Doctor Bashir: [Bashir is trying to expose a Replicant disguised as O'Brien under the pretence of giving him a physical] Any dizziness? Oversleeping? Lack of energy? Euphoria?
Chief O'Brien: [sarcastically] Yes! All of them! Especially euphoria! Lots of euphoria!
See more »

Crazy Credits

The opening credits for "Emissary" lacked the wormhole opening that all future episodes featured. Starting with Season 4, the opening credits included additional spacecraft and activity around the station, including the Defiant flying into the wormhole. See more »

Alternate Versions

Several episodes were originally shown as 2-hour movies. They were later edited into two-part 60 minute episodes for later airings. See more »

Connections

Referenced in American Dad!: Surro-Gate (2007) See more »

Soundtracks

Star Trek: Deep Space Nine - Main Title
Written by Dennis McCarthy
See more »

User Reviews

 
Deep Space Nine – A Space Epic for the Ages
19 November 2007 | by christian94See all my reviews

I remember reading in a plane that there was going to be a new Star Trek Series based on a space station to premiere in January 1993. I had always found the idea of Star Trek very appealing and enjoyed a few movies and original episodes now and then. At that time, I had never really got into The Next Generation which my family and friends seemed to love, but I figured I would at least give this new show a try. As I eventually sat there with my little brother and watched the two-hour pilot, little did I know that this would change my life for the next seven years, as I would have to plan my weekends so that I could catch every new episodes on Saturday nights like football fans' semi-sacred Sunday afternoons.

So why did I fall in love with the show? Why indeed do we fall in love? Well, there is always a part of the answer linked to resonance; something that stirs something strong and positive within you. The show is a whole package of powerful television and one of the best gifts I ever bough myself was the complete seven seasons in DVD. Now, besides the intangible, the 'magic' that comes from many elements like the beautiful mind that arises from firing neurons, here is why this television series is not only a great science-fiction experience, but ranks among the best television series of all time in my humble opinion.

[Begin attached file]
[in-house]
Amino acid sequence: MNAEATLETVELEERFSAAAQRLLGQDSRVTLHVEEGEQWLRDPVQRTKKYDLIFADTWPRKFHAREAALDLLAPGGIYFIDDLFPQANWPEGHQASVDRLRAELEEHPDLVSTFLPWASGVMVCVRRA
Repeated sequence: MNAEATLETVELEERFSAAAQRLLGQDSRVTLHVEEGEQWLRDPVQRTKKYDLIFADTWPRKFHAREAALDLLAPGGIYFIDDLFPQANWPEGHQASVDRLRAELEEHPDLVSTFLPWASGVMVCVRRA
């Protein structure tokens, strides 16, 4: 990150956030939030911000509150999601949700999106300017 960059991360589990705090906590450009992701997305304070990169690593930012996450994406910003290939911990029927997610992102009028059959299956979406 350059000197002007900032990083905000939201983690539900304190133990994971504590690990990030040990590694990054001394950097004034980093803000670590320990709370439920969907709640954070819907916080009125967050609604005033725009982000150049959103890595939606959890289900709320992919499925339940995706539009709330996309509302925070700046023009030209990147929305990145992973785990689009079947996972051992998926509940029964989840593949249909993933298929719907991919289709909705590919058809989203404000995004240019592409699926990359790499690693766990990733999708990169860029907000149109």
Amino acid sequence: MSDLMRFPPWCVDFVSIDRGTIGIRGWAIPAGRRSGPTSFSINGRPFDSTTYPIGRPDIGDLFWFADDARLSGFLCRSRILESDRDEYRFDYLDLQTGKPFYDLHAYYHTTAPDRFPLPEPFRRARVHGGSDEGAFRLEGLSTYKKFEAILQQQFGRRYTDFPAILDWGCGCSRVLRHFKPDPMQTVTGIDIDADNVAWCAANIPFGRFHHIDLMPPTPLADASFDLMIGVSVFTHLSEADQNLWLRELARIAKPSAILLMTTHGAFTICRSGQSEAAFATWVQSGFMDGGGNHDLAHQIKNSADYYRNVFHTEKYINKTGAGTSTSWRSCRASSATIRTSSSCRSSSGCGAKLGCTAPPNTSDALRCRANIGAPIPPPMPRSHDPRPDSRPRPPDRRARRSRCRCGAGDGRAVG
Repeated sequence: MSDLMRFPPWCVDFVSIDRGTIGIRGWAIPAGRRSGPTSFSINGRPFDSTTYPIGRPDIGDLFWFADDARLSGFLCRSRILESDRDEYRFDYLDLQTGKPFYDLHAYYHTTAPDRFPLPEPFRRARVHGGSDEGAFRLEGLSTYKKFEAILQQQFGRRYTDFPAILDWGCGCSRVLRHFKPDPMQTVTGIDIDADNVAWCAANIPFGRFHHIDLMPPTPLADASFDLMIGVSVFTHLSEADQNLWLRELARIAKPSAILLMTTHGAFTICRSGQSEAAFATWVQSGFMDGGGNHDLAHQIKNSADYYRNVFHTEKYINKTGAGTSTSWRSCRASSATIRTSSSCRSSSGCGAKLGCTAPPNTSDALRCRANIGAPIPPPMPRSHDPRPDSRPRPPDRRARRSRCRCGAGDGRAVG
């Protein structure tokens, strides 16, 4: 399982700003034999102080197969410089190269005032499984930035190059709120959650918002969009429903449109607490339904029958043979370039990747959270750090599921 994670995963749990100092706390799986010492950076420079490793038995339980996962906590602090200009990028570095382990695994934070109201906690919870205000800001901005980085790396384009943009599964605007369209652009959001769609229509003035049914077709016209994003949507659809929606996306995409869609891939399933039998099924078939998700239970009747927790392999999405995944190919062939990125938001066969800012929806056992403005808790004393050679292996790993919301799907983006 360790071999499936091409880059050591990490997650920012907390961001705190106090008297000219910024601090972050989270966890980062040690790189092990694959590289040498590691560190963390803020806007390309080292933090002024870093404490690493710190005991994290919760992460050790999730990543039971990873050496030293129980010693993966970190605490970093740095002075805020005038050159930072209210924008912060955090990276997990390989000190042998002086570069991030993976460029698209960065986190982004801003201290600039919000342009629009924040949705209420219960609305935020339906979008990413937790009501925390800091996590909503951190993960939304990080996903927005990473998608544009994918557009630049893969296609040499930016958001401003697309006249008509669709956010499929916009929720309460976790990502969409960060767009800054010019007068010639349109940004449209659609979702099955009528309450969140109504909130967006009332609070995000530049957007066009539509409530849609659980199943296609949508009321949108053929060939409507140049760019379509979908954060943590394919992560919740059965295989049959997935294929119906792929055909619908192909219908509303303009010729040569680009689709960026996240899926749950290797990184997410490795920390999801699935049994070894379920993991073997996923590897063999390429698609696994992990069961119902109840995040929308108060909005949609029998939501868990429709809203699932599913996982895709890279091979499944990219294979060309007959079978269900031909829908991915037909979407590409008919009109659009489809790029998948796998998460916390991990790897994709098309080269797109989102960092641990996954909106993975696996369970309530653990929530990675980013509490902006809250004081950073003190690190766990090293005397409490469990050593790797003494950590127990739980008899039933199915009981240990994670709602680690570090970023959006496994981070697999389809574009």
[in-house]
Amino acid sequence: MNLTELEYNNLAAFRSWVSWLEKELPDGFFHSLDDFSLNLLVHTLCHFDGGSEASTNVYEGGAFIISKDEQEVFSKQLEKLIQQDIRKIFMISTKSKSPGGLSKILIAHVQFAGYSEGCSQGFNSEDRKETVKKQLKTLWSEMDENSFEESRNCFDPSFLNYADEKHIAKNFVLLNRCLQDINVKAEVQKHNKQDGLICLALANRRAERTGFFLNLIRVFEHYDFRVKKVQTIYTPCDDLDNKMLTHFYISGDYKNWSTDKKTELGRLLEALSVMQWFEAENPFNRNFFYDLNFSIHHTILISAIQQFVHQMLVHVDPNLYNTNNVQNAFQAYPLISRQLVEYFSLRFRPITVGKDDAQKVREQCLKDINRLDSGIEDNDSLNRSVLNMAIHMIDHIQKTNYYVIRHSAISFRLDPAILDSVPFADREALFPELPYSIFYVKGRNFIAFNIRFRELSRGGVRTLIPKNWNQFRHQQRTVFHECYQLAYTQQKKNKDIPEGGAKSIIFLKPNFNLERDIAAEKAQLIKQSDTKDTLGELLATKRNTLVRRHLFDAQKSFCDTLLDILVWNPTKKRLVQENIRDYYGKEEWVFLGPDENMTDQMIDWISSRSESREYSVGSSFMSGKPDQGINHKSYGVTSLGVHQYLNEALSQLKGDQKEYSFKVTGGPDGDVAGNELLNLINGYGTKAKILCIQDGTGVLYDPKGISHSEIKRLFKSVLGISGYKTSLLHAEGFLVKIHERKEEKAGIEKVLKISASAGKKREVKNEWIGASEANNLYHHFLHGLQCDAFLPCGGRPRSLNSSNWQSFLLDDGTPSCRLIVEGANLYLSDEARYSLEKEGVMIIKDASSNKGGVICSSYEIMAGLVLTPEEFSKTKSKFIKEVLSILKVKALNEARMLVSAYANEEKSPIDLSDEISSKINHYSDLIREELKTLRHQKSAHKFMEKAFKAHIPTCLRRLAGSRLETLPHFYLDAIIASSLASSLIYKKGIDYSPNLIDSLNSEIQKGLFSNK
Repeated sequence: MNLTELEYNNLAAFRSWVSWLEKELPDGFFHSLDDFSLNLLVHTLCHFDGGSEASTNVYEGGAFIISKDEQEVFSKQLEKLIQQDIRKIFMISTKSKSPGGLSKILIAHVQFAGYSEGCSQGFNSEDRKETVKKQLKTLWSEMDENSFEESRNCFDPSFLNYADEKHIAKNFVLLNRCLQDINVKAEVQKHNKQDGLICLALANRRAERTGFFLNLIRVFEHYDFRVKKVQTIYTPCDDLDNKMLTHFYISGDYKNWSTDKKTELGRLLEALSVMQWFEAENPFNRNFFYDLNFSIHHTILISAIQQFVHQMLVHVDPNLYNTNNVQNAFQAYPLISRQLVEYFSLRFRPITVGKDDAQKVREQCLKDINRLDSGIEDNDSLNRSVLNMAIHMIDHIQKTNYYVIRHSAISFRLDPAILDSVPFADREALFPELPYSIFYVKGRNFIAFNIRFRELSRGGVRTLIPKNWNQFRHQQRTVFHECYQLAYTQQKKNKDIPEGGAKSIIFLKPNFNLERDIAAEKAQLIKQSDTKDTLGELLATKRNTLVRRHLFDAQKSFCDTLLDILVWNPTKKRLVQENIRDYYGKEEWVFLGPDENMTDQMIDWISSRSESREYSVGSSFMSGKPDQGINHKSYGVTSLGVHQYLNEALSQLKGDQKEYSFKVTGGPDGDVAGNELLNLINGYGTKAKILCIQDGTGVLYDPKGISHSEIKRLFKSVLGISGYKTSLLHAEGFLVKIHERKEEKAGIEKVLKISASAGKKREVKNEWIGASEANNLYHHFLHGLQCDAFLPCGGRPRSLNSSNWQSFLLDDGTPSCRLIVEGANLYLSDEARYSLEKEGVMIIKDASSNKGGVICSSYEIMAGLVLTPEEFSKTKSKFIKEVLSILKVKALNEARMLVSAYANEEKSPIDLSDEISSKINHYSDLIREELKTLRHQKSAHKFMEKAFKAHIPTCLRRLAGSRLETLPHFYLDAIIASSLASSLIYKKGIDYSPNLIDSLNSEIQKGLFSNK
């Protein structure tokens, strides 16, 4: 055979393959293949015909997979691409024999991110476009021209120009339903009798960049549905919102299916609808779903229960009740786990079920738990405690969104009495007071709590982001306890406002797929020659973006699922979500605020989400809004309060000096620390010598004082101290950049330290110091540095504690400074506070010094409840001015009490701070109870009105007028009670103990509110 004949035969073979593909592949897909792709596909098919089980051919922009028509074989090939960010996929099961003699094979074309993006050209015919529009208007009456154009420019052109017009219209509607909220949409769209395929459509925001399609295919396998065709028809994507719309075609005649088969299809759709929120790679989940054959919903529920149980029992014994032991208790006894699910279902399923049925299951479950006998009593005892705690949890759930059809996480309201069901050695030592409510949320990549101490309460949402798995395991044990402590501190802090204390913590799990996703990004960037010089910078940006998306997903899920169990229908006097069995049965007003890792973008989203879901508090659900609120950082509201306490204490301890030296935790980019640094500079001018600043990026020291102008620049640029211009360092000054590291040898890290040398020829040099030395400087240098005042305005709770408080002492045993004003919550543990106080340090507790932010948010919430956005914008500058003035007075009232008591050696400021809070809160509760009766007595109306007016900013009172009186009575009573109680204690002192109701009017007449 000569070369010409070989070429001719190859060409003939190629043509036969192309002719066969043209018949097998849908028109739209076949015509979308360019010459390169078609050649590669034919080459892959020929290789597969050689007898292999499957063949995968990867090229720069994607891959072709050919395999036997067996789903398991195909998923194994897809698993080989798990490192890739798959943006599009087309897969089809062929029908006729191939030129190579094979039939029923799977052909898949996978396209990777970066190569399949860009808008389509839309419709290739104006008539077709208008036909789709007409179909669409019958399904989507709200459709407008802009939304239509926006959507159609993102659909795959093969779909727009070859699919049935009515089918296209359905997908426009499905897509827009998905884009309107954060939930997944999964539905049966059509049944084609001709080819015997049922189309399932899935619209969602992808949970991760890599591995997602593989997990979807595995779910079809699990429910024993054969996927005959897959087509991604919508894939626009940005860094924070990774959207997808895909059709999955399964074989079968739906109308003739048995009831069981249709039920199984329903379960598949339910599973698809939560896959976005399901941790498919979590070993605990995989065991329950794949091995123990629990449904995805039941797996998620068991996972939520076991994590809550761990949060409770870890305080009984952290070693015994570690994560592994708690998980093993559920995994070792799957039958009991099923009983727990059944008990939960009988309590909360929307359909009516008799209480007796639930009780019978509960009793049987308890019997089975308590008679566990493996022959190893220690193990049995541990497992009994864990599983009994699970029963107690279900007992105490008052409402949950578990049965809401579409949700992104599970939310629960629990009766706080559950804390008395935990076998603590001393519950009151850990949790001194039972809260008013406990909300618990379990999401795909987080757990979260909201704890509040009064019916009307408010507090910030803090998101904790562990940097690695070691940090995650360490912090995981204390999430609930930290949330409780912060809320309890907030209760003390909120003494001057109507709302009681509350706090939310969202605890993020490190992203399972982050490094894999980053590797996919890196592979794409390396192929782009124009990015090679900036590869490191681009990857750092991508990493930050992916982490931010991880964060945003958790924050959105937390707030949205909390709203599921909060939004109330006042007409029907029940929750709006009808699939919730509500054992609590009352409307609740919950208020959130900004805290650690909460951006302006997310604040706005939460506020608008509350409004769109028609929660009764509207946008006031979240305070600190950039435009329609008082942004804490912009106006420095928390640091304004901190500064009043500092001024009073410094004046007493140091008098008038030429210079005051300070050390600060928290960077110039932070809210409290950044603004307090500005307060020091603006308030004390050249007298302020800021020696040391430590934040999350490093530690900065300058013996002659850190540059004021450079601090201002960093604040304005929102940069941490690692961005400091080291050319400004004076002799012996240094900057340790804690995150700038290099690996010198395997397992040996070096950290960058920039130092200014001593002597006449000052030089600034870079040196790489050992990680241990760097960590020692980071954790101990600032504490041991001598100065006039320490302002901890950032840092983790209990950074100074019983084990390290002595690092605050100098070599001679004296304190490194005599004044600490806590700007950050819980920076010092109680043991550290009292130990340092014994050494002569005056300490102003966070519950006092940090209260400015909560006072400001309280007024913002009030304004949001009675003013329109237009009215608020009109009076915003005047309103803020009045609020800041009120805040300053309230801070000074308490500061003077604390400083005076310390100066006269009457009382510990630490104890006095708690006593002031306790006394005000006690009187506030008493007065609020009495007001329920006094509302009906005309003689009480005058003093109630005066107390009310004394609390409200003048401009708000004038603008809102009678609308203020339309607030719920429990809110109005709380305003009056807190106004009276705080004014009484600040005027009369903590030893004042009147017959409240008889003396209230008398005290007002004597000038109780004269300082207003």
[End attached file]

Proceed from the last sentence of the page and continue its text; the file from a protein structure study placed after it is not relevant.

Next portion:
A) The Characters

At the base of it all, the show's strength is with its interesting, conflicted and complex characters. Both the writers and actors bring life to characters that will invade your living room and your head, maybe your heart. The relationships they create on the busy space station are sure to keep you thinking, laughing or crying with them. They are very endearing and perfectly heroic and flawed. You get to know each and every one of them in a deep real-life-like layered way. You also get to see them progress and stay the same, throughout the journey.

Beyond the friendship-like familiarity that will awaken in you the characters of Odo, Quark, Jadzia, Worf, Ezri, Kira, Julian, Miles and the Siskos, the guest characters are developed in an astonishingly similar depth. Again the writers and actors pull their heart out to create the most memorable recurring characters that feel as much part of the show as the regulars. Garak, Dukat, Rom, Nog, Leeta, Vic, Martok, Gowron, Wynn and Weyoun— to name a few—are as complex as alien DNA. It is like having a basketball team with superstars on the bench to support the starting five when needed.